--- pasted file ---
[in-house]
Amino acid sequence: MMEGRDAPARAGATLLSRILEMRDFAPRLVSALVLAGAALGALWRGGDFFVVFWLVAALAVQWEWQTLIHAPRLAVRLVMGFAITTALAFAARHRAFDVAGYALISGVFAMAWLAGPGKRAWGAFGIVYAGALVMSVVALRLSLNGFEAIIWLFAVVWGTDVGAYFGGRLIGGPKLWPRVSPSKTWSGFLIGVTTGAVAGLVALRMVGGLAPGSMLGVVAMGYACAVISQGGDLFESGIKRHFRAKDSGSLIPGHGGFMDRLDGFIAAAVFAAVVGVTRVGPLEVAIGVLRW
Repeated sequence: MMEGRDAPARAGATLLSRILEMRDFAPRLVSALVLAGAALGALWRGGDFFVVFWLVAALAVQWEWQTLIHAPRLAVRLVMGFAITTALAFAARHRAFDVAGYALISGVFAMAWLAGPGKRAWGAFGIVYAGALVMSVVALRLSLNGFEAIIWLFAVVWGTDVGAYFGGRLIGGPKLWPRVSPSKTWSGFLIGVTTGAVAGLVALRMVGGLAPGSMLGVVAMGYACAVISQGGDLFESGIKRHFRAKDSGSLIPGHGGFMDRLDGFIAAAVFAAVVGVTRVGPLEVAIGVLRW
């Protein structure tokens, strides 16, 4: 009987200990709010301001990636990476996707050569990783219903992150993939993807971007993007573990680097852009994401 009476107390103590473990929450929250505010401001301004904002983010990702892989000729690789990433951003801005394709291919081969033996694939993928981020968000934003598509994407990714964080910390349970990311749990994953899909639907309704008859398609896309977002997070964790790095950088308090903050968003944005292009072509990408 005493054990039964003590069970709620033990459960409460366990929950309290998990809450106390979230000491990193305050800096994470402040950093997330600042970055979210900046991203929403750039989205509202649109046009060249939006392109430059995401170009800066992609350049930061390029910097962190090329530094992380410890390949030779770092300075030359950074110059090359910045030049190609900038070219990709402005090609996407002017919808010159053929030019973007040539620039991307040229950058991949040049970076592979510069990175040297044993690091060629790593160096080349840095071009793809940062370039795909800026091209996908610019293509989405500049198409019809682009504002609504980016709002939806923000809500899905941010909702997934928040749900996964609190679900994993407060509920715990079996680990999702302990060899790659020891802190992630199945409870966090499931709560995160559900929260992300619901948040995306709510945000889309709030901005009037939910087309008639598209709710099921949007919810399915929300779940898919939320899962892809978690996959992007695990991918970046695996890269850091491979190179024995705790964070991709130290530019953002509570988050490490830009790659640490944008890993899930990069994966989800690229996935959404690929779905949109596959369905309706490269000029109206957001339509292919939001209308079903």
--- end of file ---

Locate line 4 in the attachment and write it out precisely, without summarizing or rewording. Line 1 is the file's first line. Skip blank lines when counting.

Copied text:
């Protein structure tokens, strides 16, 4: 009987200990709010301001990636990476996707050569990783219903992150993939993807971007993007573990680097852009994401 009476107390103590473990929450929250505010401001301004904002983010990702892989000729690789990433951003801005394709291919081969033996694939993928981020968000934003598509994407990714964080910390349970990311749990994953899909639907309704008859398609896309977002997070964790790095950088308090903050968003944005292009072509990408 005493054990039964003590069970709620033990459960409460366990929950309290998990809450106390979230000491990193305050800096994470402040950093997330600042970055979210900046991203929403750039989205509202649109046009060249939006392109430059995401170009800066992609350049930061390029910097962190090329530094992380410890390949030779770092300075030359950074110059090359910045030049190609900038070219990709402005090609996407002017919808010159053929030019973007040539620039991307040229950058991949040049970076592979510069990175040297044993690091060629790593160096080349840095071009793809940062370039795909800026091209996908610019293509989405500049198409019809682009504002609504980016709002939806923000809500899905941010909702997934928040749900996964609190679900994993407060509920715990079996680990999702302990060899790659020891802190992630199945409870966090499931709560995160559900929260992300619901948040995306709510945000889309709030901005009037939910087309008639598209709710099921949007919810399915929300779940898919939320899962892809978690996959992007695990991918970046695996890269850091491979190179024995705790964070991709130290530019953002509570988050490490830009790659640490944008890993899930990069994966989800690229996935959404690929779905949109596959369905309706490269000029109206957001339509292919939001209308079903």